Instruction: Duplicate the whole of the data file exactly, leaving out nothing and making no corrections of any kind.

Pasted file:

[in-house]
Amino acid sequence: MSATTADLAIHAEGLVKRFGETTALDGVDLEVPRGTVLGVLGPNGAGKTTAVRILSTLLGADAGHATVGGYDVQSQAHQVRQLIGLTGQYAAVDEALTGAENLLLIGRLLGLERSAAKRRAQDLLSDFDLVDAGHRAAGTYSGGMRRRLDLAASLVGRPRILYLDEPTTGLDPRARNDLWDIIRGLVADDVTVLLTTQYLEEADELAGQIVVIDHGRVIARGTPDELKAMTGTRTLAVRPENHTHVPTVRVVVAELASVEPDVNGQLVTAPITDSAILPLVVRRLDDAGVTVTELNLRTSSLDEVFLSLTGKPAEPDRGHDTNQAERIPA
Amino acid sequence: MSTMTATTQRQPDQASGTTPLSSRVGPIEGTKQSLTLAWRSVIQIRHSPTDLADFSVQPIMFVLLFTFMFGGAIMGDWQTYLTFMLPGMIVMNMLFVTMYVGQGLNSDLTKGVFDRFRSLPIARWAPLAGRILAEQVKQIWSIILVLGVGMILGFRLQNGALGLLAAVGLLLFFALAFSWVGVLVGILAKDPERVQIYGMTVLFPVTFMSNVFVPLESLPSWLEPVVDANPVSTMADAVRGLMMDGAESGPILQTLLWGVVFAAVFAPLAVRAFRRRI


[in-house]
Amino acid sequence: MSATTADLAIHAEGLVKRFGETTALDGVDLEVPRGTVLGVLGPNGAGKTTAVRILSTLLGADAGHATVGGYDVQSQAHQVRQLIGLTGQYAAVDEALTGAENLLLIGRLLGLERSAAKRRAQDLLSDFDLVDAGHRAAGTYSGGMRRRLDLAASLVGRPRILYLDEPTTGLDPRARNDLWDIIRGLVADDVTVLLTTQYLEEADELAGQIVVIDHGRVIARGTPDELKAMTGTRTLAVRPENHTHVPTVRVVVAELASVEPDVNGQLVTAPITDSAILPLVVRRLDDAGVTVTELNLRTSSLDEVFLSLTGKPAEPDRGHDTNQAERIPA
Amino acid sequence: MSTMTATTQRQPDQASGTTPLSSRVGPIEGTKQSLTLAWRSVIQIRHSPTDLADFSVQPIMFVLLFTFMFGGAIMGDWQTYLTFMLPGMIVMNMLFVTMYVGQGLNSDLTKGVFDRFRSLPIARWAPLAGRILAEQVKQIWSIILVLGVGMILGFRLQNGALGLLAAVGLLLFFALAFSWVGVLVGILAKDPERVQIYGMTVLFPVTFMSNVFVPLESLPSWLEPVVDANPVSTMADAVRGLMMDGAESGPILQTLLWGVVFAAVFAPLAVRAFRRRI